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Covid UK: BBC staff must wear ‘social distancing proximity devices’

BBC staff will have to wear ‘social distancing proximity devices’ in the office to make sure they keep two metres apart

  • BBC staff have been told to wear ‘social distancing devices’ which will beep
  • Technology will alert them if they are less than 2 metres apart from someone else
  • Staff working in office will also be subjected to lateral flow tests twice weekly

BBC staff have been told to wear ‘social distancing devices’ which will beep if they get too close to another person. 

In an email today, workers in ‘key BBC locations’ were told they will need to wear the technology which will alert them if they are less than two metres apart from someone else. 

Colleagues were called into a meeting at 11am to discuss the changes. 

Staff will also be subjected to lateral flow tests, which will be carried out twice-weekly for those in the office four or more days a week.  

They will be given the devices – which are worn around the neck and beep when people come within two metres of each other – at the entrances of offices. 

Workers in ‘key BBC locations’ were told they will need to wear the technology which will alert them if they are less than two metres apart from someone else. Pictured, Broadcasting House, the headquarters of the BBC in London

Workers at Belgium's Port of Antwerp are required to wear a new wristband that vibrates when they violate social distancing and get too close to another worker

Workers at Belgium’s Port of Antwerp are required to wear a new wristband that vibrates when they violate social distancing and get too close to another worker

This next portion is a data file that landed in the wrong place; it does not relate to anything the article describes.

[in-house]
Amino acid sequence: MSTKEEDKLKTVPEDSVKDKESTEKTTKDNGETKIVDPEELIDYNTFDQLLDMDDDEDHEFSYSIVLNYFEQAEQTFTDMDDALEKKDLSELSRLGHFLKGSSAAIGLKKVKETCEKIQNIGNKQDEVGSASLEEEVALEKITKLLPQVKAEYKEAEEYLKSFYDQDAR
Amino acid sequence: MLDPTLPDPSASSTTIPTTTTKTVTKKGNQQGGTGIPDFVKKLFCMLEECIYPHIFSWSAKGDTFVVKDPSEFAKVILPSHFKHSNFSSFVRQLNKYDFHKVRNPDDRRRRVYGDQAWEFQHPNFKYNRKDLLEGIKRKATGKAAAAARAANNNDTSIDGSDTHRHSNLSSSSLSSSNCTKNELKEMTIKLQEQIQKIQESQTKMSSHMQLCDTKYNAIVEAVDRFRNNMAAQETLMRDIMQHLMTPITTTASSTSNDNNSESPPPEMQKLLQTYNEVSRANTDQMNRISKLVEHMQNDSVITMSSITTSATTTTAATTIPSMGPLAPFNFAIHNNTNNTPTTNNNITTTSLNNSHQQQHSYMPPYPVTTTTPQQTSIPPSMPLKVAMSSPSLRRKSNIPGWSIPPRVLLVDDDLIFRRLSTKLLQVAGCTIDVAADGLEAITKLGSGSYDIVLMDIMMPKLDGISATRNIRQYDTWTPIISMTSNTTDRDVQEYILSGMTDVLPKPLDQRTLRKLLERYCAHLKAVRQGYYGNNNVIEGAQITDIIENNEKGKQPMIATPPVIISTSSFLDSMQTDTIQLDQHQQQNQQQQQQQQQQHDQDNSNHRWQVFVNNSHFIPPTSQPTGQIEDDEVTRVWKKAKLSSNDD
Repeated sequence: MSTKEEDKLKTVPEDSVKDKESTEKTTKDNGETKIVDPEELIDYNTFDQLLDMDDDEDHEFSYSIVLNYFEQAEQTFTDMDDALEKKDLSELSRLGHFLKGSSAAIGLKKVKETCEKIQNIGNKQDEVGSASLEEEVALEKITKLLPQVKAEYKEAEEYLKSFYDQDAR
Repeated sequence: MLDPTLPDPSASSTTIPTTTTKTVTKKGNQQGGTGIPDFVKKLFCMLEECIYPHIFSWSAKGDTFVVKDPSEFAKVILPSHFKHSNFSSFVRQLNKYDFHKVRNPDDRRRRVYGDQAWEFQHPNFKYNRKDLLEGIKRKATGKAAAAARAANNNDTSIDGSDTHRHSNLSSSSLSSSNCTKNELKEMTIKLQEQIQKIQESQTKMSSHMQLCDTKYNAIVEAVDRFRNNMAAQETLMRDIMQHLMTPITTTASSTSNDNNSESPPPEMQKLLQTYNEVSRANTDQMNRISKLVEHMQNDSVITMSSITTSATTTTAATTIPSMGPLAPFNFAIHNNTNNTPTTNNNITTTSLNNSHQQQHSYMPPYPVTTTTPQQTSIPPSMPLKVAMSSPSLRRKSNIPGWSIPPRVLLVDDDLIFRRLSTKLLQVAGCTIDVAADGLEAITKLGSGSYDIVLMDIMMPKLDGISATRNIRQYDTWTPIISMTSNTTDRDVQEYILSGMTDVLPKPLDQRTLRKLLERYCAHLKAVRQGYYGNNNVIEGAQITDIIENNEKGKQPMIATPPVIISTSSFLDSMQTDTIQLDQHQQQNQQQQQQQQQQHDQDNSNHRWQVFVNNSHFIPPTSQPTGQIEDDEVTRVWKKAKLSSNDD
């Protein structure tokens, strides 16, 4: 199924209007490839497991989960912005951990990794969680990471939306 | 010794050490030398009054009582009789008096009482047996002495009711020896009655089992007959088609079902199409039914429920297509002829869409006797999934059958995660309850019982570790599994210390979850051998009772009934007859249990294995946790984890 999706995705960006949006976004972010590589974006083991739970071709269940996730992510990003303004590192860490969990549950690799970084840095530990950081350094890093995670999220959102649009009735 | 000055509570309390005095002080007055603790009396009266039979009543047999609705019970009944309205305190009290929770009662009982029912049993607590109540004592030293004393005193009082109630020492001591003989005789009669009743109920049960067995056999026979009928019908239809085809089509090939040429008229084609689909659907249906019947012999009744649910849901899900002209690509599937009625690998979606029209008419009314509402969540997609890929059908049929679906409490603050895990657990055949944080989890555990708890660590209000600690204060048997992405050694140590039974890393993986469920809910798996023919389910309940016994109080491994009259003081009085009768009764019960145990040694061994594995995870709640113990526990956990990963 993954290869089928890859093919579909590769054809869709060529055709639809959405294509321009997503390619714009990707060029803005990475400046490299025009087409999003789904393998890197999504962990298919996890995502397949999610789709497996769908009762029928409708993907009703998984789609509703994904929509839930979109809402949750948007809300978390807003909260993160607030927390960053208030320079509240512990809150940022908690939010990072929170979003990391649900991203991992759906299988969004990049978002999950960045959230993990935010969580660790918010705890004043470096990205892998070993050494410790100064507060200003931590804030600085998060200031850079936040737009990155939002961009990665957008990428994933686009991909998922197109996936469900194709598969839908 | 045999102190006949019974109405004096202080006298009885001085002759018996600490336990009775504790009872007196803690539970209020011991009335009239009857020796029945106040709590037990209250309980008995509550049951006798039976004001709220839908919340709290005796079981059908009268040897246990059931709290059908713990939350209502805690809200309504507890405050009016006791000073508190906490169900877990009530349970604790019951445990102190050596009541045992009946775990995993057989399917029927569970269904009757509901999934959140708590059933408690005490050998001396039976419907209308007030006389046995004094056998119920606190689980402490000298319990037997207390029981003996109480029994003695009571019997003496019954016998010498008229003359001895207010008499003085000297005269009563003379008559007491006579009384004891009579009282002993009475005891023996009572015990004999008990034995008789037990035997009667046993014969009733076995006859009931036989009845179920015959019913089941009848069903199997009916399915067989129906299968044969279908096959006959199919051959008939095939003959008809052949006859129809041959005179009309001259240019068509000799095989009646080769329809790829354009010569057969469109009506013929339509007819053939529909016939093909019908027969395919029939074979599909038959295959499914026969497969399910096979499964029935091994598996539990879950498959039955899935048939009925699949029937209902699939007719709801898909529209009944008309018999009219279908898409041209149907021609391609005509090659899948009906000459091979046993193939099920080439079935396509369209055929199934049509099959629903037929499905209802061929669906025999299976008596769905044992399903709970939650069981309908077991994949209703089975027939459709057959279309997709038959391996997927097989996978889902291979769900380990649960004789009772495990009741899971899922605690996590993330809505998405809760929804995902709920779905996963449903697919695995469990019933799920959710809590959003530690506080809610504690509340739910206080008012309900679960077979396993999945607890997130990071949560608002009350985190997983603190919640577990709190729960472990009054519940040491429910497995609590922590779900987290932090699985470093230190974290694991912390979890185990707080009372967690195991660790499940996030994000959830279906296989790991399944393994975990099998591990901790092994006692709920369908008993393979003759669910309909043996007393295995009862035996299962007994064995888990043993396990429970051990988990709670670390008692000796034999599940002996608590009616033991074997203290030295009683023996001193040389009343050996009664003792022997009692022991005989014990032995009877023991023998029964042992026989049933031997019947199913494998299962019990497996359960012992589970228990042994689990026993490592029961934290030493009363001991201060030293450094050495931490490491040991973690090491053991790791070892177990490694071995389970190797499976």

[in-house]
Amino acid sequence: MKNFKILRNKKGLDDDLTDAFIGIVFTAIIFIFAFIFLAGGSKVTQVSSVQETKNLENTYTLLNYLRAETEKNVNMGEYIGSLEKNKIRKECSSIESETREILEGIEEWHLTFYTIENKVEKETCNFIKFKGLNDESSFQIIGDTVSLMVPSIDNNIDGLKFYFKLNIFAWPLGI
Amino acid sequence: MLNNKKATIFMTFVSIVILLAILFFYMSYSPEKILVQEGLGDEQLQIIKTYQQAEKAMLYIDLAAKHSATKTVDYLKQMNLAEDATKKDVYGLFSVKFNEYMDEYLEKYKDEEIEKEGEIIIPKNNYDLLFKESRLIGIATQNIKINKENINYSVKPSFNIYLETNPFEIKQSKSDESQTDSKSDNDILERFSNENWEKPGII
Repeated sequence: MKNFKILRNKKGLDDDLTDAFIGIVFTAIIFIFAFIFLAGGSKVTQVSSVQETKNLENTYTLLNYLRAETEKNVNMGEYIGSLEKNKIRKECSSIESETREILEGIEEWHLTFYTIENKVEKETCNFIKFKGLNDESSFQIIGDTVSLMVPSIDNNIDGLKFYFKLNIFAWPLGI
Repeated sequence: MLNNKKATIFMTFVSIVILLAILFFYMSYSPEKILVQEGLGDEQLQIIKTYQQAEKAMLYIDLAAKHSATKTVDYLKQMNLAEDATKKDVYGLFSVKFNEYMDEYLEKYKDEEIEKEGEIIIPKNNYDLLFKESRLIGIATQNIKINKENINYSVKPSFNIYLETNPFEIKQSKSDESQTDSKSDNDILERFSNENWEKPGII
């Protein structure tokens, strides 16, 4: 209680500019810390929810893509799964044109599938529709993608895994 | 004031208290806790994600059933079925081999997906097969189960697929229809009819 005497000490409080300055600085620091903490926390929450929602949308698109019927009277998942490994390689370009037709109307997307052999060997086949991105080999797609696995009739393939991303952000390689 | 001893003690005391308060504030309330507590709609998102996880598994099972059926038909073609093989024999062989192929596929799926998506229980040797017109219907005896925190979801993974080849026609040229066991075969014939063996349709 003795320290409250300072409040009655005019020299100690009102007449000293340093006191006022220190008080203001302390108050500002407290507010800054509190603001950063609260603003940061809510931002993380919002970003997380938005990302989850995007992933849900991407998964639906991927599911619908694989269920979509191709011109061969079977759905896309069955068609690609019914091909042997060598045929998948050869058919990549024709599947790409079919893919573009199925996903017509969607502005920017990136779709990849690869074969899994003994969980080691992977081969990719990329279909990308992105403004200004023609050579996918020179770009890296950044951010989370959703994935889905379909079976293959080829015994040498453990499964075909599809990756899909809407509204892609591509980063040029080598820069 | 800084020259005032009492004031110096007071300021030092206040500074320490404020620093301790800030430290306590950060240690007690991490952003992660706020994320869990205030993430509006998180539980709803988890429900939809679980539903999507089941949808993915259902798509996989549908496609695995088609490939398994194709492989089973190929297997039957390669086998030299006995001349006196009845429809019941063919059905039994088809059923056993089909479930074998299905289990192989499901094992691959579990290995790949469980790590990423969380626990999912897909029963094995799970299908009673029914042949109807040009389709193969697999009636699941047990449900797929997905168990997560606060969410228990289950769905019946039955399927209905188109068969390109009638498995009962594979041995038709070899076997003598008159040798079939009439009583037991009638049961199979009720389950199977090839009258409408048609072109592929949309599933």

Social distancing app Mind The Gap was designed by Hack Partners for Network Rail. The technology uses audio and Bluetooth signals to detect if users are in close proximity to one another

Social distancing app Mind The Gap was designed by Hack Partners for Network Rail. The technology uses audio and Bluetooth signals to detect if users are in close proximity to one another

Staff were told in the email: ‘Social distancing proximity devices will be rolled out in key BBC locations to help maintain social distancing. 

‘Anyone coming into those officers will be asked to wear the devices, which will alert wearers when they’re less than two metres apart from someone else.’

A BBC spokesman said: ‘The vast majority of BBC staff continue to work as they have over recent months, either working remotely or in an office location if they are in service critical roles. 

‘For those in a BBC building, we’ve been following COVID-secure workplace guidelines throughout the pandemic. 

‘We continue to adhere to the two metres rule and we are rolling out social distancing proximity devices to support our staff in maintaining safe social distancing at all times.’ 

A raft of companies have designed technology that can help limit the spread of coronavirus. 

The social distancing devices and technology that can ‘detect Covid’

The tech company Estimote has created small, wireless devices which remind wearers to keep a safe distance and register direct contact exposure. The devices will vibrate if colleagues get too close - and 'remember' the interaction.

The tech company Estimote has created small, wireless devices which remind wearers to keep a safe distance and register direct contact exposure. The devices will vibrate if colleagues get too close – and ‘remember’ the interaction.

Smart rings: Fitbit and Oura smart rings have developed an algorithm for their devices to detect Covid before a user shows physical symptoms.

Ouras are able to predict that people experience symptoms such as a fever, cough or shortness of breath up to three days before they appear.

Fitbit partnered with the Stanford Medicine and The Scripps Research Institute to design an algorithm that measures a user’s heart rate and skin temperature.

The program notices unusual patterns, which could predict if a wearer had contracted the virus before showing physical symptoms.